Only one more day until we set sail for day Komodo Islands. One step closer to finally meeting the manta rays!

This week we’ve had many workshops with Andy and Elitza on identifying mantas using ID photos, how to take a good manta photo, and preparing for the manta safari from September 20 — 24 with Dive Komodo. Mantas can be identified by their ventral marking, dorsal markings, and sex. We can also see their behavior, scars, and maybe a pregnancy bulge.

classroom photograph

Learning how to identify mantas

The other interns, Riza, Satria, and Vidlia and I are so excited and cannot wait for tomorrow. We got many materials from diving evaluation about how we can maximize our manta encounter and take good manta ID photos by listening to the instructions from our guide, watching the manta but never touching, and by not chasing the manta because it will run away from us! We must also stay close to the sea floor, exhale only when mantas are not overhead, exercise good buoyancy control to protect the environment, and not forget all these steps even if we are trying to get a good photo or video.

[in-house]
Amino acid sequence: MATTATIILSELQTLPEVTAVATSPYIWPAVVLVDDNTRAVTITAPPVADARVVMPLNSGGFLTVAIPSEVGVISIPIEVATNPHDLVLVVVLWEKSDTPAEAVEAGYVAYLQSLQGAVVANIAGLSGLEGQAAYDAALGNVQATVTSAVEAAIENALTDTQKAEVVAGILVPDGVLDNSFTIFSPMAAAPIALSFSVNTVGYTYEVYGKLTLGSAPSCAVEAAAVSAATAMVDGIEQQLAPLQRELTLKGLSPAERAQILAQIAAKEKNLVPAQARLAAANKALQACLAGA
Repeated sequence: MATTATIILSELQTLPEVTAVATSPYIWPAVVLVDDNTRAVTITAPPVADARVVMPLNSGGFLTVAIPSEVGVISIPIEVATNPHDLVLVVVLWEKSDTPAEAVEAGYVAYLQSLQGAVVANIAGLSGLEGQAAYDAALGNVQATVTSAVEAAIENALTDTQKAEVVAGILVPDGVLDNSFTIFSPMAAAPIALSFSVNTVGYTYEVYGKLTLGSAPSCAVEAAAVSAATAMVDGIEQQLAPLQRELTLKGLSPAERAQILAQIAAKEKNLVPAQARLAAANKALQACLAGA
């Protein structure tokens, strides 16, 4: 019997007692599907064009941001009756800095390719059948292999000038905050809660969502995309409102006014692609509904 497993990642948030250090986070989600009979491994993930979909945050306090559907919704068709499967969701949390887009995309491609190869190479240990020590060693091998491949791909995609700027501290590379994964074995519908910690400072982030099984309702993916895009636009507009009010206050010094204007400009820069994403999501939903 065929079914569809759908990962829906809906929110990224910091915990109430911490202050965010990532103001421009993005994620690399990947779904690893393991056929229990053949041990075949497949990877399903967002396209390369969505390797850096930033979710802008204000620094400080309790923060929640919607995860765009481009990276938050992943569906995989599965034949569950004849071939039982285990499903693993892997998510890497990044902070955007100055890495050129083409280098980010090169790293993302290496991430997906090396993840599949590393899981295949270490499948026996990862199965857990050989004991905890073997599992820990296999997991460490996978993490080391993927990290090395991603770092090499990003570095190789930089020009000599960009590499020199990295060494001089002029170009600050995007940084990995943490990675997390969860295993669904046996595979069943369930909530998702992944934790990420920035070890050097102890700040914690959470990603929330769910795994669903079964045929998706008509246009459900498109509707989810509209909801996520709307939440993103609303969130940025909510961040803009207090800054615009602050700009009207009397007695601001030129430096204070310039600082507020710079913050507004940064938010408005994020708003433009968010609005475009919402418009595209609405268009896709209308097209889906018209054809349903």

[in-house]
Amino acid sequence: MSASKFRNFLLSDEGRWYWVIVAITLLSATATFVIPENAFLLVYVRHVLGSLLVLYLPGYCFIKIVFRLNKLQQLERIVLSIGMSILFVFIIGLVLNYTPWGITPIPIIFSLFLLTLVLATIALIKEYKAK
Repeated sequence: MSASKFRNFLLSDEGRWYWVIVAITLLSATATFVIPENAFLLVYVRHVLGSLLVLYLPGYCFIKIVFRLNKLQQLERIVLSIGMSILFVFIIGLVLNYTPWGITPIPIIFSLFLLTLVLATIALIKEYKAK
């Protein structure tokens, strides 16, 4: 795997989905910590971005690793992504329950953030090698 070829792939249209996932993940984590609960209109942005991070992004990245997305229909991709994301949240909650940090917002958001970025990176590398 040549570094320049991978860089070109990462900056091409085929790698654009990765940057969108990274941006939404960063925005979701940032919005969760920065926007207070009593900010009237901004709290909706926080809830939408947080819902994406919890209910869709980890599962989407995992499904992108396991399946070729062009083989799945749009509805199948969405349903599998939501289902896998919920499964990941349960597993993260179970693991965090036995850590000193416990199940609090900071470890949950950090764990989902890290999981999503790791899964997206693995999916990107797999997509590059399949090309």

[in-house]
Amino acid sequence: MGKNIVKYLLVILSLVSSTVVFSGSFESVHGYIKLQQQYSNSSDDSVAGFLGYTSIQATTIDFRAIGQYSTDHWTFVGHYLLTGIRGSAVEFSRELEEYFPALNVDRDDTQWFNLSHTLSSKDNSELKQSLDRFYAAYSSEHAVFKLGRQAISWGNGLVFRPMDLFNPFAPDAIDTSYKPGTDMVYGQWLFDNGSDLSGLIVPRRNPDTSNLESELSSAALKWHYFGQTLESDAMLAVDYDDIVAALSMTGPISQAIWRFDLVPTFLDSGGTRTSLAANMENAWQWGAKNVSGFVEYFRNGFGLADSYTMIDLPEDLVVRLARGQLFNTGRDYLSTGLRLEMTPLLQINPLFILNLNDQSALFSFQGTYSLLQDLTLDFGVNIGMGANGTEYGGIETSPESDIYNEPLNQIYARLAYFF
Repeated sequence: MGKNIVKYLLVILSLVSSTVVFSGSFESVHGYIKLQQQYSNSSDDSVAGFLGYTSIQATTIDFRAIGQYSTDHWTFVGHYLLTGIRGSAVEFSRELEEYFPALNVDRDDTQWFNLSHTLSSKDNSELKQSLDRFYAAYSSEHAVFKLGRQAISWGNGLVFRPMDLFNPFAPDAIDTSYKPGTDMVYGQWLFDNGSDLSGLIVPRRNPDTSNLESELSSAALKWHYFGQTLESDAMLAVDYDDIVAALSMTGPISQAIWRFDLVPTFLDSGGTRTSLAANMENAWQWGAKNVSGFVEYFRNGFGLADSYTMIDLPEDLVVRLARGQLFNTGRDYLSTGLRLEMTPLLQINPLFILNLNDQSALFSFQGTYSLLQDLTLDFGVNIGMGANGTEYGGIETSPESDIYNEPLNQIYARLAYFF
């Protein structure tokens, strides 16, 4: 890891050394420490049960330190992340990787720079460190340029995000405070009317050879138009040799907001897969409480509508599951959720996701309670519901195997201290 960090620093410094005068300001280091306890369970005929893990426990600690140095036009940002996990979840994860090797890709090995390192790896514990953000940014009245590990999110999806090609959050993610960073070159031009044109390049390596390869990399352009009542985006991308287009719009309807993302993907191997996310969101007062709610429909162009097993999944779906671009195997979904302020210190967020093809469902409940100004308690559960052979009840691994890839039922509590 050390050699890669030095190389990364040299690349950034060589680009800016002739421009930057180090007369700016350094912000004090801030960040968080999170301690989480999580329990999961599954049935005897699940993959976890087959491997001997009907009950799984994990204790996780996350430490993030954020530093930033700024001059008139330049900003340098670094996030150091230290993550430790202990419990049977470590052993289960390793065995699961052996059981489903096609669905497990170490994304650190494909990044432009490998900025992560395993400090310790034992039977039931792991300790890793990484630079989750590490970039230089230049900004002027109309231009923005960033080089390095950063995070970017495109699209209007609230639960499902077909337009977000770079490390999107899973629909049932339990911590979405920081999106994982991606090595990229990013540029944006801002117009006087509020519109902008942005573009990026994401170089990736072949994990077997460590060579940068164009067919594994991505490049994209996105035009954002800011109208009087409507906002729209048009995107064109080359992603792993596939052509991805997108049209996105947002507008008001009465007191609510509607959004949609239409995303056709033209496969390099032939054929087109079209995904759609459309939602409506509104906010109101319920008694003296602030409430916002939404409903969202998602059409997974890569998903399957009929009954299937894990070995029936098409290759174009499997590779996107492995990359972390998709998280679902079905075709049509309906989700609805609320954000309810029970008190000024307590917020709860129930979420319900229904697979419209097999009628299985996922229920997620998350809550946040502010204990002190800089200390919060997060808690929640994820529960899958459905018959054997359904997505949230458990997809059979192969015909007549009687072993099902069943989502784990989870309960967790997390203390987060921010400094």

We learned about how to back up our ID photos and make a folder name in our computer from our camera, so we can use it easily. We’ve also made a video diary as a documentary of our activity in this internship program. Come back tomorrow to see our first video.

Satria and Riza making our video diary

Satria and Riza preparing our video diary

Ranny Yuneni

Ranny Yuneni

Ranny graduated with B.Sc. Marine Science from the University of Diponogoro. After successfully completing MIP-2013, she participated in MIP-2015 and MIP-2016 as a guest speaker. Ranny currently works as the Field Coordinator for WWF-Indonesia’s Shark and Ray Conservation Program, where she supports the Government of Indonesia to improve data about these threatened species and works […]